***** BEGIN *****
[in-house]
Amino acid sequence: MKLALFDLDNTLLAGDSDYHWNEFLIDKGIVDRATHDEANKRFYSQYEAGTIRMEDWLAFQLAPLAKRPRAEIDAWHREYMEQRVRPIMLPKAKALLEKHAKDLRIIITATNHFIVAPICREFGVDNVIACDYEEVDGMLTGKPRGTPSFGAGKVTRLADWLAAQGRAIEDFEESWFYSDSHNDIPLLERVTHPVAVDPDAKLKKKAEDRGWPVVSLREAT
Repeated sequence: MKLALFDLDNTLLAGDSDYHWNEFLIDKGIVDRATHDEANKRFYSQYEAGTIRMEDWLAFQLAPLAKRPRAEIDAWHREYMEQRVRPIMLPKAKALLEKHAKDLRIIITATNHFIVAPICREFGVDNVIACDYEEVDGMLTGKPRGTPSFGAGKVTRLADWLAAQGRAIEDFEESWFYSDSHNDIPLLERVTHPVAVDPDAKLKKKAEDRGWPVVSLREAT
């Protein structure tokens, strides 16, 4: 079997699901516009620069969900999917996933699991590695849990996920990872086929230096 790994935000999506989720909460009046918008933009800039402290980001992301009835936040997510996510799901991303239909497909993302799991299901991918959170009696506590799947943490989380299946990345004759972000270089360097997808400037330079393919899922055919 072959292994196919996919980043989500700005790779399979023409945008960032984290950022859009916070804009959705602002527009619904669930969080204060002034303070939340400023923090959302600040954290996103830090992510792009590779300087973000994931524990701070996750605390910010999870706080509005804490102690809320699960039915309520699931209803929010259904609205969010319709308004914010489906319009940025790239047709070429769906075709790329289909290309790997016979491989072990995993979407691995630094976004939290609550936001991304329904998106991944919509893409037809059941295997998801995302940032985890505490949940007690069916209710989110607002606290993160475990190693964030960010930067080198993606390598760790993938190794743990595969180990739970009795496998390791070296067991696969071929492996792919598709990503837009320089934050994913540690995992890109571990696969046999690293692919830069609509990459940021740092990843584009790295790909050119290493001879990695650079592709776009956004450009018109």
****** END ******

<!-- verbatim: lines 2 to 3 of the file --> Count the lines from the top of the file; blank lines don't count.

Amino acid sequence: MKLALFDLDNTLLAGDSDYHWNEFLIDKGIVDRATHDEANKRFYSQYEAGTIRMEDWLAFQLAPLAKRPRAEIDAWHREYMEQRVRPIMLPKAKALLEKHAKDLRIIITATNHFIVAPICREFGVDNVIACDYEEVDGMLTGKPRGTPSFGAGKVTRLADWLAAQGRAIEDFEESWFYSDSHNDIPLLERVTHPVAVDPDAKLKKKAEDRGWPVVSLREAT
Repeated sequence: MKLALFDLDNTLLAGDSDYHWNEFLIDKGIVDRATHDEANKRFYSQYEAGTIRMEDWLAFQLAPLAKRPRAEIDAWHREYMEQRVRPIMLPKAKALLEKHAKDLRIIITATNHFIVAPICREFGVDNVIACDYEEVDGMLTGKPRGTPSFGAGKVTRLADWLAAQGRAIEDFEESWFYSDSHNDIPLLERVTHPVAVDPDAKLKKKAEDRGWPVVSLREAT